Saturday, May 2, 2009

Theater Review: The Norman Conquests

Location: Circle in the Square, 1633 Broadway, NY, NY

Website: Official The Norman Conquests site

Starring: Stephen Mangan, Jessica Hynes, Amelia Bullmore, Ben Miles, Amanda Root, Paul Ritter

My Review: After being subjected to a season of theatrical crap courtesy of my Roundabout Theatre subscription, it was unbelievably refreshing to see something as engaging, clever, and entertaining as The Norman Conquests. Hell, it was refreshing to just realize that theater can still be entertaining, seeing as most of what’s been on offer lately has been heavy-handed bore-fests, where you feel like a philistine if you don’t like it, or cheesy jukebox musicals who hope their fun songs will distract from their lack of plot, where you feel like an imbecile if you do like it. The Norman Conquests manages to offer the best of both worlds: A play that is clever and cunning, yet laugh-out-loud funny, that you never have to feel embarrassed about enjoying.

The Norman Conquests is actually a trilogy of plays, but each one works as a self-contained performance, so it’s not required to see all three to enjoy the show. Though truth be told, after seeing only one of the three, I’m desperately hoping to be able to see the remaining two before the show’s run ends. Set in a home in the English country, the play tells the twisted tale of Norman, who arrives to whisk his wife’s sister, Annie, away for a weekend of debauchery, only to be thwarted by the arrival of his brother-in-law and his uptight wife. Then there’s Tom, the hopelessly awkward veterinarian who’s been smitten with Annie for years and finds every excuse to hang about her house, and the eventual arrival of Norman’s wife, Ruth, to also throw a wrench in Norman’s plans. Each play within the trilogy takes place in a different location of the house, and each one is fraught with comical misunderstandings and bizarre pairings.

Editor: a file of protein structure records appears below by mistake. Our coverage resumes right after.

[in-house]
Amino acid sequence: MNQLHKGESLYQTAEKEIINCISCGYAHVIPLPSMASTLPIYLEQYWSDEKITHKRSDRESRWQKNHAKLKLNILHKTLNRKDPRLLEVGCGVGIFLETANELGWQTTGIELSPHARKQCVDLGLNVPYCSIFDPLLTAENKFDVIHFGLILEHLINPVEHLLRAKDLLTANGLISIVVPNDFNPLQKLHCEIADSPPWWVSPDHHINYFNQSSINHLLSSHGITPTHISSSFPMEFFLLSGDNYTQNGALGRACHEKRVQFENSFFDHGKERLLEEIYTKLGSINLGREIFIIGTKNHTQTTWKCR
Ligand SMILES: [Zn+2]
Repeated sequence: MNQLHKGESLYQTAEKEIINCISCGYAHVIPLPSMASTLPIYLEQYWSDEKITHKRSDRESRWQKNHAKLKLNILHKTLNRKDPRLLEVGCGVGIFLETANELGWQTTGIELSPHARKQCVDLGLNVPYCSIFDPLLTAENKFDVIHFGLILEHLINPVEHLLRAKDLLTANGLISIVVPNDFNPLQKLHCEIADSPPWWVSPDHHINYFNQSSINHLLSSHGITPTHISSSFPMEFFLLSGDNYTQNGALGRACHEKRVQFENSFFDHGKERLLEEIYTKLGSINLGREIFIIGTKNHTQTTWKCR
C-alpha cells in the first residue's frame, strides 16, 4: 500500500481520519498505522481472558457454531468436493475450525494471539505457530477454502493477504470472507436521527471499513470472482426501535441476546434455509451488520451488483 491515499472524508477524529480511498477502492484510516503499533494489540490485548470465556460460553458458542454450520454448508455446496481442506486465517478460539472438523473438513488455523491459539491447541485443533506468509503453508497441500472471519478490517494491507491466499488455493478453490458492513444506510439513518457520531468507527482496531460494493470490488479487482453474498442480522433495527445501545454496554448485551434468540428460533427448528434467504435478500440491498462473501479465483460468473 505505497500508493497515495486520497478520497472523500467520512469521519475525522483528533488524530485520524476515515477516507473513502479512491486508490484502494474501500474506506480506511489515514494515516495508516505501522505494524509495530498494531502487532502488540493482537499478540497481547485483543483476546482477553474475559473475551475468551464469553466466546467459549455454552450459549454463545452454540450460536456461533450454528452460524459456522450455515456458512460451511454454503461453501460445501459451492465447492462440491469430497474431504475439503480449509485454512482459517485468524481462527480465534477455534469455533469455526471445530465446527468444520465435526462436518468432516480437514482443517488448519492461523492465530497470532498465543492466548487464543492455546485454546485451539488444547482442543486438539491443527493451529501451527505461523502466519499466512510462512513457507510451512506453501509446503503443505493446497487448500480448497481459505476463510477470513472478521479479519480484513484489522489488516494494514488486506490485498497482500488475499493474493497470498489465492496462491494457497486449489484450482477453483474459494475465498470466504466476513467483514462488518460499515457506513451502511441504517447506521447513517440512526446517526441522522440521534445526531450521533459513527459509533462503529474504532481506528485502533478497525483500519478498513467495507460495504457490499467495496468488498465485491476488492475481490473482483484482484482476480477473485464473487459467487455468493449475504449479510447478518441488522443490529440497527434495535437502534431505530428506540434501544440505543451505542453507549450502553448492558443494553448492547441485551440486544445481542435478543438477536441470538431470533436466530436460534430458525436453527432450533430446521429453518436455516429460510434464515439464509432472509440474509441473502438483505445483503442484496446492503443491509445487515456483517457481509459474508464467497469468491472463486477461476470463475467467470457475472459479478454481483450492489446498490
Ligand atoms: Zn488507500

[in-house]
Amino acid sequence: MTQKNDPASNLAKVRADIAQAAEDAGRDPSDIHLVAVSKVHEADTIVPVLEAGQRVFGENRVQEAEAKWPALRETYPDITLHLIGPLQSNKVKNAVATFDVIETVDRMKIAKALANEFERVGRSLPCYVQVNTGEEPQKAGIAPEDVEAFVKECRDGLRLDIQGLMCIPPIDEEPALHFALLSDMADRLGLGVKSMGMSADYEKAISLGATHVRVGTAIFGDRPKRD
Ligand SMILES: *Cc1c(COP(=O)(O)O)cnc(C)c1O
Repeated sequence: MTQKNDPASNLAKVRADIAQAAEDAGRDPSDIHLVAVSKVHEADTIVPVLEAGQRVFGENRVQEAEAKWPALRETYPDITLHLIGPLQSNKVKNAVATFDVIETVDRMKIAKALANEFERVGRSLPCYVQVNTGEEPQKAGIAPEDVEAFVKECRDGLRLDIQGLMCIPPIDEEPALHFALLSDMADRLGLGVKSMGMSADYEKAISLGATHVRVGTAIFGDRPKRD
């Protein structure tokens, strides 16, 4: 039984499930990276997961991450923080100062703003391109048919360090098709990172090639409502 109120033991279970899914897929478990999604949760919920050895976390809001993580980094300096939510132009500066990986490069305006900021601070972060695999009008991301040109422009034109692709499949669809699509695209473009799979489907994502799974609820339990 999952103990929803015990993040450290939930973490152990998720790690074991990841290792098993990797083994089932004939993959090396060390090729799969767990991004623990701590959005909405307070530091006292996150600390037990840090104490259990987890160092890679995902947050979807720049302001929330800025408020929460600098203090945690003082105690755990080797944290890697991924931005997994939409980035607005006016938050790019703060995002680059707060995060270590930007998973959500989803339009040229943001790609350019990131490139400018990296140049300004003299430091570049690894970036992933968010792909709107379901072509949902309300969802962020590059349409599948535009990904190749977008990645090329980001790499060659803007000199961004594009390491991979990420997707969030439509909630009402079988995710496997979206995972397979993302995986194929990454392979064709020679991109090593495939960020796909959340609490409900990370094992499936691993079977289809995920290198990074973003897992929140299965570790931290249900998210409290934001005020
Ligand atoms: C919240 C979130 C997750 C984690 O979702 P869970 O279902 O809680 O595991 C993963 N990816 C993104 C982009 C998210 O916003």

Written in 1973, The Norman Conquests is a sex farce not entirely unlike some episodes of Three’s Company, but since it’s a British play, the comedy somehow manages to achieve an elevated level. The interweaving of the three separate plays, the mistaken interpretations, and the character’s hidden agendas echo elements of Shakespeare comedies, like Much Ado About Nothing. Yet there are moments of hilarious physical humor that seem to be pulled directly from The Benny Hill Show. It all blends together flawlessly and creates a fantastic theatrical experience. It’s quite delightful, and oh so very British.

Bottom Line: The Norman Conquests is running throughout July, so grab tickets while you can (on Saturdays and Sundays you can see the entire trilogy, if you can handle a full day in the theater). Originally a production at the Old Vic in London, The Norman Conquests is so entertaining that I hope we continue to receive British transplants in the New York theater district. They could certainly teach a thing or two to some of the New York productions.

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